Immediately out of foundation training you might struggle to secure a teaching position (plus it may not be entirely appropriate with only one year of experience), however it isn't uncommon for those with 2 years of experience to start working as a clinical supervisor in dental schools. This can be a great way to add variety in to your work, be part of a bigger team and help dentists of the future. This role requires patience and understanding, as often you will be supervising students doing a procedure for the first time on a patient. It is hard to remember what it was like, when after just one year in practice your speed will have sky-rocketed compared to your undergraduate abilities!
Another way to add variety in to your timetable is to get involved with prison dentistry. This has its own challenges as I'm sure you can imagine, however it allows you to work in a different clinical environment and adds another dimension to the dentistry you do. Part time prison dentistry jobs are available so this doesn't have to be all consuming.
There are jobs available in community which do not require specialist training or for you to be on a dental core training pathway. Dental officers work with many different types of patients including children, those with complex medical histories and patients with special needs or disabilities. Whilst working in community some people choose to complete further training in sedation, yet another string to the bow!
Staff/trust grade jobs
There are sometimes jobs available in oral and maxillofacial surgery which are not through the DCT training pathway. These usually involve the same roles however there aren't the same requirements as DCT, in that you don't have to attend study days or complete the mandatory portfolios. A disadvantage to this is that it doesn't count as completing DCT, therefore you couldn't go on to apply for DCT2 for example. That being said, for some specialty training DCT is not needed as long as the competencies have been met, therefore a maxfax staff/trust grade job would be beneficial and meet the requirements.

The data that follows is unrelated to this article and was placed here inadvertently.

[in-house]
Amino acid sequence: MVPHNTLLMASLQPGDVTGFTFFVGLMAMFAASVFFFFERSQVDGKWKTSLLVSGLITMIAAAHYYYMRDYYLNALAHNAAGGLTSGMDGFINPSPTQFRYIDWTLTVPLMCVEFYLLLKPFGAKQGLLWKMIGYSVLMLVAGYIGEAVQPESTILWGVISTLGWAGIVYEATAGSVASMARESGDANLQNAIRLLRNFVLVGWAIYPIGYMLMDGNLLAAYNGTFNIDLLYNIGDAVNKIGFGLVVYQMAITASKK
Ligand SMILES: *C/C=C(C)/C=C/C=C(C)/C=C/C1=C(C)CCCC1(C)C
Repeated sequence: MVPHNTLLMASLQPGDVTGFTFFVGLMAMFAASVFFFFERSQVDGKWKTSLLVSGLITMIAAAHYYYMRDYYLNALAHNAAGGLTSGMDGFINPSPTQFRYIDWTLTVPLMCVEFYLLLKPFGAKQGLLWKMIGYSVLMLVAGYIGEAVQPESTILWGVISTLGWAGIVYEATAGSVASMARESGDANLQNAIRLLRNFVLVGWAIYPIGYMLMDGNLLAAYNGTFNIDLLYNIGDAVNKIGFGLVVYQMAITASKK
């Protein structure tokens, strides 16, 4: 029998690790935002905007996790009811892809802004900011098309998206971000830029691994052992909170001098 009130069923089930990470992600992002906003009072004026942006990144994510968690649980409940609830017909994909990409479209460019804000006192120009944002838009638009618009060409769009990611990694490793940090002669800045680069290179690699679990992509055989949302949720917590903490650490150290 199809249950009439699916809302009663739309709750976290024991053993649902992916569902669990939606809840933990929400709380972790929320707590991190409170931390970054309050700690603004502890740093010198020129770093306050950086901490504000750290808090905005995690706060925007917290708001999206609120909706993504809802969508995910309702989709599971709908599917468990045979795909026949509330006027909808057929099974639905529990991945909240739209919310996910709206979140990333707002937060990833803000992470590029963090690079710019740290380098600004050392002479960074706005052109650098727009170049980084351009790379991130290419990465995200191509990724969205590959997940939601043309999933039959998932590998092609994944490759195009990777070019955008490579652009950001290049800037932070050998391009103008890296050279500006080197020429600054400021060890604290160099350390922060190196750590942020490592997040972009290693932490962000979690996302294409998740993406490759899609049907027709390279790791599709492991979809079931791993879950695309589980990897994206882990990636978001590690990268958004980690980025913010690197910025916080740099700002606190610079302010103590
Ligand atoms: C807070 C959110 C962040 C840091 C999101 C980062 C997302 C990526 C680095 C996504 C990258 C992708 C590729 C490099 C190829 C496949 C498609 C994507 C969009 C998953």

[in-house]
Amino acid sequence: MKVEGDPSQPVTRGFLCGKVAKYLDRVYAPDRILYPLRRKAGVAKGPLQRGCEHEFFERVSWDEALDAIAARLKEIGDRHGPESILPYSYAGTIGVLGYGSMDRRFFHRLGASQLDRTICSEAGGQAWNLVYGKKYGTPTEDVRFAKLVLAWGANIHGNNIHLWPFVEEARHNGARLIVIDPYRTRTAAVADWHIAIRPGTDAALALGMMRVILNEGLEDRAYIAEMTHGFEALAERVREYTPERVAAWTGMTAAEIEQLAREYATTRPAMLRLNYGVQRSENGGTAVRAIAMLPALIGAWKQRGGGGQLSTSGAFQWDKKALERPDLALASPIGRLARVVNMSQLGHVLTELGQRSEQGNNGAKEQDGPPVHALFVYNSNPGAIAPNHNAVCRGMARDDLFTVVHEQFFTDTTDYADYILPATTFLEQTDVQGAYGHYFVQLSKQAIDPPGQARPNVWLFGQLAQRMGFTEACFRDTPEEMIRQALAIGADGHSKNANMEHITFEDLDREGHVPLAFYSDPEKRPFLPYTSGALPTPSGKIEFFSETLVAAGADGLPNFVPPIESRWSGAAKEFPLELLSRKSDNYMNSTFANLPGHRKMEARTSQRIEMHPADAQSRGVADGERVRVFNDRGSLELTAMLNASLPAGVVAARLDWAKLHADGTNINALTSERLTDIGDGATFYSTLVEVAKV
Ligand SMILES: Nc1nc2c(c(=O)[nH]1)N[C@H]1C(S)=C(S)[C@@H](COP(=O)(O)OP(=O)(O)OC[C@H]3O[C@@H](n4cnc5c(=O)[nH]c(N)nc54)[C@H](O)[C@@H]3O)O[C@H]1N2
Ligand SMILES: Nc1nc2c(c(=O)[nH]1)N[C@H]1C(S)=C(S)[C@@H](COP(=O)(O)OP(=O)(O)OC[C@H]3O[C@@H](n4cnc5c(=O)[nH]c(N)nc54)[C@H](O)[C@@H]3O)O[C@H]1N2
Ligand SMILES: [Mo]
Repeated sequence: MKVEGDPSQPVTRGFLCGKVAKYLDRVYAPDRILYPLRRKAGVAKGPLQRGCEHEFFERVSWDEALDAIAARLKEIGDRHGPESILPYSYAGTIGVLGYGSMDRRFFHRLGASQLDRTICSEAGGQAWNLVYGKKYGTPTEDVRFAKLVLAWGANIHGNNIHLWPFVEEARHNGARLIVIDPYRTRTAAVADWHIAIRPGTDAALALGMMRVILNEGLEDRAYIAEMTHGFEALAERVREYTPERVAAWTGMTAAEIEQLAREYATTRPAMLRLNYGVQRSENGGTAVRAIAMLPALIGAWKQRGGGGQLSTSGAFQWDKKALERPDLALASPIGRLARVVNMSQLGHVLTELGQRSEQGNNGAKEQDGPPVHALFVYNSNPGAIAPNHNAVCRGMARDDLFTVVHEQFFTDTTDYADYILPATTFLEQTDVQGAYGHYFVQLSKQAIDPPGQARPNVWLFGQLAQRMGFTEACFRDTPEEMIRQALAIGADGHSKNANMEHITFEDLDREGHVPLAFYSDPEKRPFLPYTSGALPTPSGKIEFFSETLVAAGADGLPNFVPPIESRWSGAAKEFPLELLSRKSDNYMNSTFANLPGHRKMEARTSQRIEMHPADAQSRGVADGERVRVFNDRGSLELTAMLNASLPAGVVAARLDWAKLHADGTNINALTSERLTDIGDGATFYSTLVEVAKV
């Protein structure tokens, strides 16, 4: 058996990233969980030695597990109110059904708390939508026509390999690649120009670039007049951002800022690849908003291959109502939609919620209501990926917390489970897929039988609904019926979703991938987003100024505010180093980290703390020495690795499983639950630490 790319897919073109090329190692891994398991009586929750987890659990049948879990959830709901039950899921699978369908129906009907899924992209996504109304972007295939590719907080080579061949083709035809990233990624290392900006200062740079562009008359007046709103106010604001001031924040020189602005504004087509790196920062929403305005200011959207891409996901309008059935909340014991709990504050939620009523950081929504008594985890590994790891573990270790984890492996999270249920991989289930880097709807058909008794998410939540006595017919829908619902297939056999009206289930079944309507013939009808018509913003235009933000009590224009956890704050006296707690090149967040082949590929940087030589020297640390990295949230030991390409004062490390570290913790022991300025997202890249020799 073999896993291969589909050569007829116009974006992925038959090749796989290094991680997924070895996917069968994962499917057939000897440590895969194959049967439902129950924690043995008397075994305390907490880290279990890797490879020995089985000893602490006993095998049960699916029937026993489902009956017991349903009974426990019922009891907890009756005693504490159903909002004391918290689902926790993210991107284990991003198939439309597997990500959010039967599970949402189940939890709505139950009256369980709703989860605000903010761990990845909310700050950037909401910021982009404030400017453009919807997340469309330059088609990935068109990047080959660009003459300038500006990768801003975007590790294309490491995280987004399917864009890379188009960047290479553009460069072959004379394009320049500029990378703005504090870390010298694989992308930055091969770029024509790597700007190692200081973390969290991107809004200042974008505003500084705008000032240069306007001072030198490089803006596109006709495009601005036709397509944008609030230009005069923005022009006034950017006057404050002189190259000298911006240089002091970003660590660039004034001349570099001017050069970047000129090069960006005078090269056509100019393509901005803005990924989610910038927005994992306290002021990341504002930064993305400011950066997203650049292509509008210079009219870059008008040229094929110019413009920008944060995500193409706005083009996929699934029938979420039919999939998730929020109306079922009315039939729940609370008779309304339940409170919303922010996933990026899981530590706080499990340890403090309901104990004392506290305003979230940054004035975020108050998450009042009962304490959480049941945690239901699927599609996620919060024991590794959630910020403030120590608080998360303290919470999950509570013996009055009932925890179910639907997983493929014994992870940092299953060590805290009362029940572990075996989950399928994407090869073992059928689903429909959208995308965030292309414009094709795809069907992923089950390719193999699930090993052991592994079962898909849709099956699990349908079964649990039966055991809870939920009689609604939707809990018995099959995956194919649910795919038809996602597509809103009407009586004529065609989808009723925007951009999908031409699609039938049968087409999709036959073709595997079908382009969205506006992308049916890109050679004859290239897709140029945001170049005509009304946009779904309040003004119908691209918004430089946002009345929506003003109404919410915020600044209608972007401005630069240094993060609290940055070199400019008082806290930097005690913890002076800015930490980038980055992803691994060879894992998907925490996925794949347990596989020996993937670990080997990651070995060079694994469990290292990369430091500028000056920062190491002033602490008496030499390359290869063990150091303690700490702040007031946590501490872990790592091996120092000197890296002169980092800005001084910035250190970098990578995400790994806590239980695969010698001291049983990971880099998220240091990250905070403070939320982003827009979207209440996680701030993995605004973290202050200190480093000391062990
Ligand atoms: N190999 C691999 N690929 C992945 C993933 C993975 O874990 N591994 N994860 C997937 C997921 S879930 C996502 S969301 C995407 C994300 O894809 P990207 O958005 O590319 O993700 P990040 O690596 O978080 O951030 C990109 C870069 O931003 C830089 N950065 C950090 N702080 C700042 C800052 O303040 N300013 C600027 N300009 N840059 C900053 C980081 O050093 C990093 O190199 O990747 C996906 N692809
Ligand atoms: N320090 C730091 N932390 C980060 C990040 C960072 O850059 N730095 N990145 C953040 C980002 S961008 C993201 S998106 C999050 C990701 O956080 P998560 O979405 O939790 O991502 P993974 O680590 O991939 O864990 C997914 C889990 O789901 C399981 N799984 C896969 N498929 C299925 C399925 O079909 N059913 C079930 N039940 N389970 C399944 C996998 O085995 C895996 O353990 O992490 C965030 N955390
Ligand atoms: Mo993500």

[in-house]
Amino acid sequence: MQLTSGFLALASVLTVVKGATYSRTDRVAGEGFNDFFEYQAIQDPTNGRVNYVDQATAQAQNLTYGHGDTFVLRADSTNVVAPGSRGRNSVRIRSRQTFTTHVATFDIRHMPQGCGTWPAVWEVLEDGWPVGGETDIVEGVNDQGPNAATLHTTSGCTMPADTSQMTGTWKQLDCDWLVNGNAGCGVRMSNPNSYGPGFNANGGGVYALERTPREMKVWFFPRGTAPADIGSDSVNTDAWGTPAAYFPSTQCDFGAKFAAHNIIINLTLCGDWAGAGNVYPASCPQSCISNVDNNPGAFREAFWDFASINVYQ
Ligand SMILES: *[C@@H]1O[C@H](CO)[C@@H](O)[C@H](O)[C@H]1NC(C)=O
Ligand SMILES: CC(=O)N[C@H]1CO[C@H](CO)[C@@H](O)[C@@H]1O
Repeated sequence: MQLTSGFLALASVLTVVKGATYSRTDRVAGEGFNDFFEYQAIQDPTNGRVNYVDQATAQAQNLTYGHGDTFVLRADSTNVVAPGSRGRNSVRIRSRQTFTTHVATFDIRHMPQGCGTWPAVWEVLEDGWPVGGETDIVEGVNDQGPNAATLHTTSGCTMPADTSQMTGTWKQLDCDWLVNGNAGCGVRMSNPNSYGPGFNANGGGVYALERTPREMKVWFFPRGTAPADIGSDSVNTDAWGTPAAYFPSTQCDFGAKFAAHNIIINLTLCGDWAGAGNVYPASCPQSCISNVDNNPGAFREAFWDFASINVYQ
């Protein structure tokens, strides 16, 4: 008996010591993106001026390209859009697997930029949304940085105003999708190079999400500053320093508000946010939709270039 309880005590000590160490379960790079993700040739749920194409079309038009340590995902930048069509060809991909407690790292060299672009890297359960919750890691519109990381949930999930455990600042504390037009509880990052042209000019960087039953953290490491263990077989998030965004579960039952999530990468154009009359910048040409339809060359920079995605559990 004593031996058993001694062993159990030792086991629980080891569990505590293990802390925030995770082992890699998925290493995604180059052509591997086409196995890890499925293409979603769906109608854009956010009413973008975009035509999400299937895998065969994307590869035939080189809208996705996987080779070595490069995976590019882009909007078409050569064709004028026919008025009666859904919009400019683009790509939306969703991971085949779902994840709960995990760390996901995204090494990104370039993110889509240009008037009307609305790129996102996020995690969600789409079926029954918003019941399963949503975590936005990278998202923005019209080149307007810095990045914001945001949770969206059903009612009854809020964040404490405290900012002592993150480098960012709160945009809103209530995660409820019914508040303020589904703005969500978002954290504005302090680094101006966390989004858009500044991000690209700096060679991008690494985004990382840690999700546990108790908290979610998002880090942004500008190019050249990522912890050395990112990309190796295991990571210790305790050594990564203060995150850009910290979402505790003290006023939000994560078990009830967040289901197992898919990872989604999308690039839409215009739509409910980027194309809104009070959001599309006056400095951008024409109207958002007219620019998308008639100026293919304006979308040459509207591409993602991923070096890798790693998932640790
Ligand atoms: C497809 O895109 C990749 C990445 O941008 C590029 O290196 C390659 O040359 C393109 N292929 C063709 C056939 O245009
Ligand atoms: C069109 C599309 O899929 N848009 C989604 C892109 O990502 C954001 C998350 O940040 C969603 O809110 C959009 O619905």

There is scope to go in to both medical and dental recruitment following completion of a dentistry degree. This may not be the first thing that springs to mind, however if you find that the clinical side of dentistry isn't something that you enjoy, it is certainly another option.
Research and sales
Many people working for healthcare brands have a background in dentistry and medicine. If you aren't enjoying the clinical side of things but still want to be involved, why not consider taking a break and working on something such as product marketing or educating patients and clinicians about a brand?
Finally, dental law is something which an increasing number of dentists are getting involved with. If you're feeling that clinical dentistry isn't for you, there are plenty of law conversion courses around where your organisation, communication skills and work ethic can be put to good use! There are some good low interest loans available for education, however you may feel more comfortable working for a few years first to save up to fund this change in career.
I hope this has given you some ideas and inspiration! Good luck whatever you choose to do next.